Source: Eurobarometer, AMP Capital
Second, as Syriza and Greece have found exiting the Euro is easier said than done and would involve: currency redenomination; a probable sharp collapse in the value of the “new” Lira; a run on the banks, capital flight and a sharp rise in Italian bond yields as depositors, individuals, companies and investors try to move into harder currency; harsh fiscal austerity as funding for Italy’s 1.6% of GDP general budget deficit would evaporate; and a return to recession. This would likely see a 5SM/NL coalition government back away from an Itexit before it went too far – just as we saw Syriza do.
Third, the risk of contagion to the rest of the Eurozone is far less than it was earlier this decade:
- other vulnerable countries like Spain, Ireland, Portugal and even Greece are now in much better shape (with lower budget deficits, stronger growth and falling unemployment);
- more broadly, Eurozone break up risk may have peaked with the high point of the Eurozone debt crisis – when unemployment & fiscal austerity were at their peak in 2013. But unemployment has now fallen from 12% to 8.5% and fiscal austerity has ended. An end to the migration crisis may help too with sea arrivals collapsing since 2015; and
- popular support for the Euro is solid at around 70% across the Eurozone and various countries showed by their elections last year they aren’t interested in exiting the Euro.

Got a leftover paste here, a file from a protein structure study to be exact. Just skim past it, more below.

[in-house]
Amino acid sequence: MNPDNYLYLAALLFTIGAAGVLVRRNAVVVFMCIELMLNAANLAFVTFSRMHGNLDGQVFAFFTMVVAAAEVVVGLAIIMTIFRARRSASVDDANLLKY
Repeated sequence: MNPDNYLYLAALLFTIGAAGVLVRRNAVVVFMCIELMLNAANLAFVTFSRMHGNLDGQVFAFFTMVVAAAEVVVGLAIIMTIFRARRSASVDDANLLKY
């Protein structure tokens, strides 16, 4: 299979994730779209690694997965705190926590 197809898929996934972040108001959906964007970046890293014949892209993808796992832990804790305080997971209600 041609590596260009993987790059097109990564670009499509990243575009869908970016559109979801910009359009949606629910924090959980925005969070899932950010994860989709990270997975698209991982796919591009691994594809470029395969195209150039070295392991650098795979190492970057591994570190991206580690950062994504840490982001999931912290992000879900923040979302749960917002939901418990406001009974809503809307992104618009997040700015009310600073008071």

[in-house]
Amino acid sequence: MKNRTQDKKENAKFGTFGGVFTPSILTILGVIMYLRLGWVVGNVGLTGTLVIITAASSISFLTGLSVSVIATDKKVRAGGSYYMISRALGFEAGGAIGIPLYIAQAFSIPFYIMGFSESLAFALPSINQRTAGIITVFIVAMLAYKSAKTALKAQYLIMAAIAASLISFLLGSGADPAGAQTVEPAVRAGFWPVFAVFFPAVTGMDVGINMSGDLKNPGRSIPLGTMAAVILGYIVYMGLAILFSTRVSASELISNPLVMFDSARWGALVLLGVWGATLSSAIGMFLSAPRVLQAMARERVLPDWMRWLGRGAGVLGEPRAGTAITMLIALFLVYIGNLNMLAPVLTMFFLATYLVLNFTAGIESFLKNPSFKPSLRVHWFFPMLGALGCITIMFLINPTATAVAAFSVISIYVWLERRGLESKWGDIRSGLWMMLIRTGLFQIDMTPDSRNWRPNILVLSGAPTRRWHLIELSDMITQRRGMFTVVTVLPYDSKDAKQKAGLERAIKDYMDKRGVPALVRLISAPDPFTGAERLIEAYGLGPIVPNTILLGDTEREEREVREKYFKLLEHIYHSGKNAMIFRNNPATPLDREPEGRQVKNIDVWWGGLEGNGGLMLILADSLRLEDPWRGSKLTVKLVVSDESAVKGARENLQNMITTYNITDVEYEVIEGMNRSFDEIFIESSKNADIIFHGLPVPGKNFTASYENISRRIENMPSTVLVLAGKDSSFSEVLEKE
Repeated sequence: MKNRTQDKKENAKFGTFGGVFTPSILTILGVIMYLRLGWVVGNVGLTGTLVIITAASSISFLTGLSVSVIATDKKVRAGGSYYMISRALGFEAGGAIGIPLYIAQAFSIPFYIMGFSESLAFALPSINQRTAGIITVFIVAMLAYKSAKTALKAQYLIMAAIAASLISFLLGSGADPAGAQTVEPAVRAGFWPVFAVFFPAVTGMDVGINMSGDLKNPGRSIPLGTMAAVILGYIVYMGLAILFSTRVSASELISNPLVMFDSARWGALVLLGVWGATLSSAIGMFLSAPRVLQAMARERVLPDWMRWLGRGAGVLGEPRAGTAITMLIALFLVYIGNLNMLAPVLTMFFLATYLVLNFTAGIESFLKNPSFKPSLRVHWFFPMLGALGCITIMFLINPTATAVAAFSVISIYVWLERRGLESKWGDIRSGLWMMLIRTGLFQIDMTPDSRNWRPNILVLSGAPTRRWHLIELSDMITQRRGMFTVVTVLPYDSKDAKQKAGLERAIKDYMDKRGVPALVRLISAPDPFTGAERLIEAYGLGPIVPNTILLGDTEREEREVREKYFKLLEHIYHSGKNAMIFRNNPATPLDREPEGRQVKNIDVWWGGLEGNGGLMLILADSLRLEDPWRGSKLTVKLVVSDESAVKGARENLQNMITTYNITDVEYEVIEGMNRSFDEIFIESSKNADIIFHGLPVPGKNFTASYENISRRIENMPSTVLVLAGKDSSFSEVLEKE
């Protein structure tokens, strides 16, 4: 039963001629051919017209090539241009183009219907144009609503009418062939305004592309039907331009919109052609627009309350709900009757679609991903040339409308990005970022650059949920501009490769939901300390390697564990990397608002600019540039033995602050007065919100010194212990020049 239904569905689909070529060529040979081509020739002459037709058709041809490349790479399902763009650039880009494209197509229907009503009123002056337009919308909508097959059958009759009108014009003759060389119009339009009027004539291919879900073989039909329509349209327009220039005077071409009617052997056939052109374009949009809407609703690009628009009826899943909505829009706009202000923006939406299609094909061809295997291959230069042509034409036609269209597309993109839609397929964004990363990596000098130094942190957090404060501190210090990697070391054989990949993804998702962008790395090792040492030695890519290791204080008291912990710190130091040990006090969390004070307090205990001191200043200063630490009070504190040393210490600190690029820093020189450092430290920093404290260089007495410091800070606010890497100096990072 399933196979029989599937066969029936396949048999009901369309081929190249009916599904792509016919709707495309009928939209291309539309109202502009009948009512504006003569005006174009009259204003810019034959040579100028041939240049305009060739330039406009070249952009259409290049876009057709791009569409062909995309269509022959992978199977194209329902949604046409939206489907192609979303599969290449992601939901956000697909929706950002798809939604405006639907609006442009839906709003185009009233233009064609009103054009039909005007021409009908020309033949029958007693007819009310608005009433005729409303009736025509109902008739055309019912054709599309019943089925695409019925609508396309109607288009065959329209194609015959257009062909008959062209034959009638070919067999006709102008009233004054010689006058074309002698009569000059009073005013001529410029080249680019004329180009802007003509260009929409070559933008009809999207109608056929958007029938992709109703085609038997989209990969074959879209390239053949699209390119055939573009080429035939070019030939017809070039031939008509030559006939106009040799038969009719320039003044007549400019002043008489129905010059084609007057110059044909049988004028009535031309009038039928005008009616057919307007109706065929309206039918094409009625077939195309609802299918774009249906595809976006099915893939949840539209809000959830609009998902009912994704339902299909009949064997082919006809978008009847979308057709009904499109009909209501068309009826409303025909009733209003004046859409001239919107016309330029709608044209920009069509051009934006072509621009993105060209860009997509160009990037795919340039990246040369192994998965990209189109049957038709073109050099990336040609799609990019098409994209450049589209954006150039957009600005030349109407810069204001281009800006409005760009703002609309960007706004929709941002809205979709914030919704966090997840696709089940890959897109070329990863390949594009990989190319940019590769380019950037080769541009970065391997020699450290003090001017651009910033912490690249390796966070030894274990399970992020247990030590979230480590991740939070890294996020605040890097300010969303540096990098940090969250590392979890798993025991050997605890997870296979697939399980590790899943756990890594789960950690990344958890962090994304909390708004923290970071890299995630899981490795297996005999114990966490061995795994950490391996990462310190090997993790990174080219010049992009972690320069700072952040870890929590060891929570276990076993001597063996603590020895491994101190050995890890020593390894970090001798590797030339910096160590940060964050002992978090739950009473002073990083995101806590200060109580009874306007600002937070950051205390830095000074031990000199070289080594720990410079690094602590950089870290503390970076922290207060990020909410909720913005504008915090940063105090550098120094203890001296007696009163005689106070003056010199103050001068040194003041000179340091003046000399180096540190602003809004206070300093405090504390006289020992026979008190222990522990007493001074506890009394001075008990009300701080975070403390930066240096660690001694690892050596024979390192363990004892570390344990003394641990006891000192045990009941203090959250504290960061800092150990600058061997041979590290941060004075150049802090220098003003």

While a break up in the Euro is unlikely, a populist coalition in government in Italy, which is the Eurozone’s third largest country, along with a deterioration in its budgetary position will keep fears of a threat to it alive (after they subsided following last year’s elections) and this will weigh on the Euro. Particularly in the short term until investors get a clearer handle on what a 5SM/NL coalition government in Italy will do.
Eurozone shares remain attractive
While question marks remain over Italy and this will weigh on the Euro, there is good reason to be optimistic regarding Eurozone shares. First, Eurozone shares are not expensive. They are trading on a price to forward earnings multiple of 14 times which is around its long-term average. And their cyclically adjusted price to earnings ratio which compares share prices to a ten-year moving average of earnings (often called a Shiller PE) is around 17 times compared to 32 times in the US. This is largely because Eurozone shares underperformed US shares in the post GFC period. Adjusting for relatively lower bond yields in Europe makes Eurozone shares even more attractive.
Source: Global Financial Data, AMP Capital
Second, the European Central Bank is still pumping cash into the economy and is a long way from rate hikes. Italian risk may keep it easier for longer. This contrasts to the Fed which is engaging in quantitative tightening and raising interest rates.
Third, the Euro is now falling. A rise in the Euro through last year – as Eurozone growth surprise on the upside relative to the US and political risk declined in the Eurozone relative to the US – harmed Eurozone shares. This is now reversing as US growth has started to accelerate relative to the Eurozone.
Finally, while Eurozone growth has slowed a bit it’s still good and thanks to ongoing monetary stimulus and a now falling Euro is likely to remain so. In turn this is good for profit growth.
Source: Bloomberg, AMP Capital
Key implications for investors
There are several implications for investors. Firstly, a populist coalition government in Italy is negative for Italian assets.
Second, it’s another drag on the Euro which along with relatively easier monetary policy and slower growth compared to the US is likely to see more downside against the US dollar (which probably means it tracks sideways against the $A).
Finally, Eurozone shares are likely to be relative outperformers notably versus US shares thanks to more attractive valuations, easier monetary policy and a falling Euro.